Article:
The court reversed an opinion by a lower court that said a worker must have a statutorily defined disability in order for the employer to be required to provide accommodations.
The appeals court also said that employers must discuss possible accommodations with applicants considered disabled, as instructed by California’s Fair Employment and Housing Act, according to the opinion .
The discrimination suit against Lockheed Martin Corp. was brought in March 2003 by Charles Gelfo – a metal fitter who injured his back at work in September 2000. He filed a workers’ compensation claim and began to see a physician; he was laid off in October 2000. He was placed on a recall list, in which he was automatically eligible for rehire.
After several doctors’ evaluations, Gelfo was found in September 2002 to have lost “approximately 75% of his pre-injury capacity for lifting,” according to the background in the opinion. The physician instructed against any “heavy lifting, no repetitive bending, and no prolonged sitting or standing.”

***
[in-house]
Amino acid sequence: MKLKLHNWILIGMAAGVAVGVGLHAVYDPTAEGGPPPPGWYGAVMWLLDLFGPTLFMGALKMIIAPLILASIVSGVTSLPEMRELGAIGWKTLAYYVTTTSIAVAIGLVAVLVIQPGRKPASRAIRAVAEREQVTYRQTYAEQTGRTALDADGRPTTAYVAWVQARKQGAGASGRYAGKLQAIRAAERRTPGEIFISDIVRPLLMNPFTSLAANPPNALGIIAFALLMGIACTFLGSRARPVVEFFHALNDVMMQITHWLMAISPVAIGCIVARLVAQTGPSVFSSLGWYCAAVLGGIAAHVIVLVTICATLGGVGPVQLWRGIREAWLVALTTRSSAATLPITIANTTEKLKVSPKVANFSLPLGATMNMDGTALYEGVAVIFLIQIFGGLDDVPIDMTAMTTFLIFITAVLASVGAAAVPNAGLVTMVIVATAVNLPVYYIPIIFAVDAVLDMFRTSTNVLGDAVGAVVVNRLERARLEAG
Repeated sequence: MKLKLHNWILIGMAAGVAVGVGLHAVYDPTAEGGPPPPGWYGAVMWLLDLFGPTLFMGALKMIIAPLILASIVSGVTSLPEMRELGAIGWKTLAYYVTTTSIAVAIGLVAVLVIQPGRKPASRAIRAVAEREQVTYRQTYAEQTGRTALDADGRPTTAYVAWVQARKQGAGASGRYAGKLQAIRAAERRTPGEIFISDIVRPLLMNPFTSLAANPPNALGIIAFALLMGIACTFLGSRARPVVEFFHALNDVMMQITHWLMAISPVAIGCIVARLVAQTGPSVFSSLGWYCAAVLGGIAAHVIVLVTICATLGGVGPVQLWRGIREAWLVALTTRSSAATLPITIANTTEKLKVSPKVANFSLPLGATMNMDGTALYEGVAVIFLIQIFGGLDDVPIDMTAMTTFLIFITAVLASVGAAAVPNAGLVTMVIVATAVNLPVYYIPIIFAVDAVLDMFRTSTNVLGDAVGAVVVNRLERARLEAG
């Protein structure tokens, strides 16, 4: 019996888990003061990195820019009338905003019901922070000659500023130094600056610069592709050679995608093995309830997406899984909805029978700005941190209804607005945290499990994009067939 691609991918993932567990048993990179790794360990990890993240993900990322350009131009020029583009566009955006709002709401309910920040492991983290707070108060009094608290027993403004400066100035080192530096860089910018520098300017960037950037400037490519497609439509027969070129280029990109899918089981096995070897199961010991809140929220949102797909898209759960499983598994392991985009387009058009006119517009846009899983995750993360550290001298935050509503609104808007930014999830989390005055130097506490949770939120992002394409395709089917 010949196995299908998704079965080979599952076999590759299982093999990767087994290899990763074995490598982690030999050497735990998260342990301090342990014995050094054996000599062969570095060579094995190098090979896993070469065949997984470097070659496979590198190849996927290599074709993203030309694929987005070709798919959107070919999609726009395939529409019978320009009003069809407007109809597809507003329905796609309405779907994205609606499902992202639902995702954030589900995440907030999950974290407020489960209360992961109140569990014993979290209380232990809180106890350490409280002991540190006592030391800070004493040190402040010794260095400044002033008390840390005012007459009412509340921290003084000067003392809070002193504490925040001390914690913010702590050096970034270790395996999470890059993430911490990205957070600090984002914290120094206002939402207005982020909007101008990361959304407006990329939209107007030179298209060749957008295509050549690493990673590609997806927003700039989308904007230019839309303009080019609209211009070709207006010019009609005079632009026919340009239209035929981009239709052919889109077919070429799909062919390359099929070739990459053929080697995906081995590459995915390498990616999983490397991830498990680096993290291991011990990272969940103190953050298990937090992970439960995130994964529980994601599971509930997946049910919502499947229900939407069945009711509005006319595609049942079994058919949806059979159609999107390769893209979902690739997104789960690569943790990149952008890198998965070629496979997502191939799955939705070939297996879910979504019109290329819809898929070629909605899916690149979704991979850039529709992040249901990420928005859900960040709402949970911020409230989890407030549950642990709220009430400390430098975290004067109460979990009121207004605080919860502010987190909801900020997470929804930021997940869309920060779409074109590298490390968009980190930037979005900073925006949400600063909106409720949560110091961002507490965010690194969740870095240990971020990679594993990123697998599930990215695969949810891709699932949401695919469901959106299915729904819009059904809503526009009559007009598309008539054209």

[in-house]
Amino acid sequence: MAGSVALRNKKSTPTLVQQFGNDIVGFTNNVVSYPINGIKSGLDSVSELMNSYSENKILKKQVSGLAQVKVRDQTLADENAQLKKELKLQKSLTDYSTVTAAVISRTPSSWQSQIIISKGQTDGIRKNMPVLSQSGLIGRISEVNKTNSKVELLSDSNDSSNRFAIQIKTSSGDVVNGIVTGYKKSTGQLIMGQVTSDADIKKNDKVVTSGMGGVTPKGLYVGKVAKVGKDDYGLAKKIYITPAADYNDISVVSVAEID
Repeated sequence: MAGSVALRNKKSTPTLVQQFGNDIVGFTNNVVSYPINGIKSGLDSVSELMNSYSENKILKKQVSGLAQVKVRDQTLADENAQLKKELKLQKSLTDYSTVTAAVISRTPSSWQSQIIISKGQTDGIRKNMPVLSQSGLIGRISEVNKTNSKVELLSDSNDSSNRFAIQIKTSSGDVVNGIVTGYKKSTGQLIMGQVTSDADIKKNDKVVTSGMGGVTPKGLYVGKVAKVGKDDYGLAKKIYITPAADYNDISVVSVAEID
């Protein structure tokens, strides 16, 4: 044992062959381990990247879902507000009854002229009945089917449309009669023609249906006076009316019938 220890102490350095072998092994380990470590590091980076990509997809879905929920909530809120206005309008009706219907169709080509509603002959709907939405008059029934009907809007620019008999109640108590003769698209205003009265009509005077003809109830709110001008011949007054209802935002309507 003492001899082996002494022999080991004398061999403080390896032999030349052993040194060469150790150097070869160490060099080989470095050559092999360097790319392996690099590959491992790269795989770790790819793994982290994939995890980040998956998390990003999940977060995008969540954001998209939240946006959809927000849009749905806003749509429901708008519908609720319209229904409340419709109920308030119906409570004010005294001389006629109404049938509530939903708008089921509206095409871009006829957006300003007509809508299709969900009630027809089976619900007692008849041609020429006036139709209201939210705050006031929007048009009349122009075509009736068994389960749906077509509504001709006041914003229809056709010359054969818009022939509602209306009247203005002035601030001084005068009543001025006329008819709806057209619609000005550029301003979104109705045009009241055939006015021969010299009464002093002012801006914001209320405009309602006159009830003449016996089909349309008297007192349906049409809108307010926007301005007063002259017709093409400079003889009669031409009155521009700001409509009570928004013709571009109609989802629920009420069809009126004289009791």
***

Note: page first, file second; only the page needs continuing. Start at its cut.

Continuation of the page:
In September 2001, Lockheed offered a class to train participants to be a plastic parts fabricator. The training class included physical duties such as bending and stooping, without any adverse consequences to his back. Gelfo’s getting hired as a plastic parts fabricator was contingent on a security clearance and a medical examination.
The company rescinded the offer when it learned of Gelfo’s past medical problems, even after Gelfo’s repeated assurances that he could do the job without any detriment to his back.
The company said it could accommodate Gelfo’s lifting restrictions of no more than 50 lbs, but could not accommodate his other restrictions.
The appeals court said that “an employer must engage in an informal interactive process aimed at effecting an reasonable accommodation, and provide a necessary and reasonable accommodation to an applicant or an employee whom it regards as physically disabled.”
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